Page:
This is probably not the best worded question but here goes.
I've been reading a text book trying to get my head around time complexity.
I understand the most of it, but this example has threw me. Am I missing something or is the textbook simply wrong.
It has the following table:
$g(n)$, where $f(n) = O(g(n))$
- $g(n) = 5 \to f(n) = O(1)$
- $g(n) = 20n + 17 \to f(n) = O(n)$
- $g(n) = 40n^2 + 3n - 10\to f(n) = O(n^2)$
- $g(n) = 10n^3 + 26n^2 + 220 \to f(n) = O(n^3)$
I understand the first two cases: If ($g(n)$ is 5) time complexity is a constant. and if ($g(n)$ is $20n + 17$ then time complexity is $O(n)$ as constants are ignored.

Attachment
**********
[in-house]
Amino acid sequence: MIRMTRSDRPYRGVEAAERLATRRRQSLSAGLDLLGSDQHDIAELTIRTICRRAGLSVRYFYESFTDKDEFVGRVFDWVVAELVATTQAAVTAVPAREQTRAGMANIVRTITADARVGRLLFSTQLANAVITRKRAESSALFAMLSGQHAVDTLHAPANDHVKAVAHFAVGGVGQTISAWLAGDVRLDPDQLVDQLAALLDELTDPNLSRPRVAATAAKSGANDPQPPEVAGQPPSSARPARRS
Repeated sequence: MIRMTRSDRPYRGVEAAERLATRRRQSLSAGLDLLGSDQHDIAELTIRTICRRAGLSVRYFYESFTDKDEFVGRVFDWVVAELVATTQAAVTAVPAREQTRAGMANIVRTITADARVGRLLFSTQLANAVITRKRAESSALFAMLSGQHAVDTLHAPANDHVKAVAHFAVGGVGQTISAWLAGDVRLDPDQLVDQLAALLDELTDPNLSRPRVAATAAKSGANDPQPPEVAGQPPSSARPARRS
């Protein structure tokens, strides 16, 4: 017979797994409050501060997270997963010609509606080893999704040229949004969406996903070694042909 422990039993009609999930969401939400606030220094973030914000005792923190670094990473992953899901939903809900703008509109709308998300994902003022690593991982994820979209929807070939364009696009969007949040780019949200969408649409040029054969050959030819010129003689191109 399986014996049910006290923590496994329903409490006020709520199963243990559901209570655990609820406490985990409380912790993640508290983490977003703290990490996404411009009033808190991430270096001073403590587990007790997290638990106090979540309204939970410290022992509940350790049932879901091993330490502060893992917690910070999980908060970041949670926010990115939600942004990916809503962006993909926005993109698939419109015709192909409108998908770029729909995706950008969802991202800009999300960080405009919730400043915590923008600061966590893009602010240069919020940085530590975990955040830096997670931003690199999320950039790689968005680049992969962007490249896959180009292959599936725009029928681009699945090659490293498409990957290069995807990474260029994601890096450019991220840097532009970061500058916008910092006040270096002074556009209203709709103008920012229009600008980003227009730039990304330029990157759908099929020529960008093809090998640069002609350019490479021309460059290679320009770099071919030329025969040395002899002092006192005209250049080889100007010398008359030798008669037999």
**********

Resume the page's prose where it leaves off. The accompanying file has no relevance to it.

What I'm not sure I understand is why the last two cases are equal to $O(n^2)$ and $O(n^3)$ respectively.
From my math understanding and ignoring constants it should be $O(n^3)$ and $O(n^5)$ respectively and not what was in the text book.
Some enlightenment would be great, I've searched all over for my answer. Thanks